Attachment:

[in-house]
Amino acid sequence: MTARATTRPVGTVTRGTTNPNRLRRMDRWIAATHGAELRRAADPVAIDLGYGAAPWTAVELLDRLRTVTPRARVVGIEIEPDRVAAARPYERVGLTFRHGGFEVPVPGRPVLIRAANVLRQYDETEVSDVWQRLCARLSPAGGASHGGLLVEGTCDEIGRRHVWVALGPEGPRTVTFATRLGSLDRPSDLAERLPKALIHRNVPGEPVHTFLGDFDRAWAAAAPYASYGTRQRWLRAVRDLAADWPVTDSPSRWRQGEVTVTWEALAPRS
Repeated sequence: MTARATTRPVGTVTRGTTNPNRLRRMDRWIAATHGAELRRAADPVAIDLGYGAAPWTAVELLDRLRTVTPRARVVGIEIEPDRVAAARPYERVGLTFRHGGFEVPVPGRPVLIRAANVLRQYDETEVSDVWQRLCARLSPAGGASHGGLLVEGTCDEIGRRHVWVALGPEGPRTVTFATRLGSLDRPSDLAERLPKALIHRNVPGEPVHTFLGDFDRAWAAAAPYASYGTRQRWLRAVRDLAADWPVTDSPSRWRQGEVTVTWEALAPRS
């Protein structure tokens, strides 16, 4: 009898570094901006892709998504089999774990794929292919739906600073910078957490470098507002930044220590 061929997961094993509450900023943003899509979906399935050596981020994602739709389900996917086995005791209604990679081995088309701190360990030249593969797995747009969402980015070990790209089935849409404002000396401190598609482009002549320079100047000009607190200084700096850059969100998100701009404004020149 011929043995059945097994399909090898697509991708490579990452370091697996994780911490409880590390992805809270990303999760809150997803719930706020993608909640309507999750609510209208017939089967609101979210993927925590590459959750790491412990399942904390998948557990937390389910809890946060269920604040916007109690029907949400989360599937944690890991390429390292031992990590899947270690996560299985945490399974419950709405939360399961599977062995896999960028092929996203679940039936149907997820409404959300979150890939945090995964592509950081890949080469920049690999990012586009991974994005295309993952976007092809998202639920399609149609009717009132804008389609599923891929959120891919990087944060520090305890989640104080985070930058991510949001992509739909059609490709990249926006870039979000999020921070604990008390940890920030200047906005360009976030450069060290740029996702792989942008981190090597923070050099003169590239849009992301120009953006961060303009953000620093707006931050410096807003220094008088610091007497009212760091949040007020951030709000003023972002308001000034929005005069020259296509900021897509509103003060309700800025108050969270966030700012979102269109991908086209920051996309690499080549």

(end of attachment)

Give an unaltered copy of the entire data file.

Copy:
[in-house]
Amino acid sequence: MTARATTRPVGTVTRGTTNPNRLRRMDRWIAATHGAELRRAADPVAIDLGYGAAPWTAVELLDRLRTVTPRARVVGIEIEPDRVAAARPYERVGLTFRHGGFEVPVPGRPVLIRAANVLRQYDETEVSDVWQRLCARLSPAGGASHGGLLVEGTCDEIGRRHVWVALGPEGPRTVTFATRLGSLDRPSDLAERLPKALIHRNVPGEPVHTFLGDFDRAWAAAAPYASYGTRQRWLRAVRDLAADWPVTDSPSRWRQGEVTVTWEALAPRS
Repeated sequence: MTARATTRPVGTVTRGTTNPNRLRRMDRWIAATHGAELRRAADPVAIDLGYGAAPWTAVELLDRLRTVTPRARVVGIEIEPDRVAAARPYERVGLTFRHGGFEVPVPGRPVLIRAANVLRQYDETEVSDVWQRLCARLSPAGGASHGGLLVEGTCDEIGRRHVWVALGPEGPRTVTFATRLGSLDRPSDLAERLPKALIHRNVPGEPVHTFLGDFDRAWAAAAPYASYGTRQRWLRAVRDLAADWPVTDSPSRWRQGEVTVTWEALAPRS
């Protein structure tokens, strides 16, 4: 009898570094901006892709998504089999774990794929292919739906600073910078957490470098507002930044220590 061929997961094993509450900023943003899509979906399935050596981020994602739709389900996917086995005791209604990679081995088309701190360990030249593969797995747009969402980015070990790209089935849409404002000396401190598609482009002549320079100047000009607190200084700096850059969100998100701009404004020149 011929043995059945097994399909090898697509991708490579990452370091697996994780911490409880590390992805809270990303999760809150997803719930706020993608909640309507999750609510209208017939089967609101979210993927925590590459959750790491412990399942904390998948557990937390389910809890946060269920604040916007109690029907949400989360599937944690890991390429390292031992990590899947270690996560299985945490399974419950709405939360399961599977062995896999960028092929996203679940039936149907997820409404959300979150890939945090995964592509950081890949080469920049690999990012586009991974994005295309993952976007092809998202639920399609149609009717009132804008389609599923891929959120891919990087944060520090305890989640104080985070930058991510949001992509739909059609490709990249926006870039979000999020921070604990008390940890920030200047906005360009976030450069060290740029996702792989942008981190090597923070050099003169590239849009992301120009953006961060303009953000620093707006931050410096807003220094008088610091007497009212760091949040007020951030709000003023972002308001000034929005005069020259296509900021897509509103003060309700800025108050969270966030700012979102269109991908086209920051996309690499080549």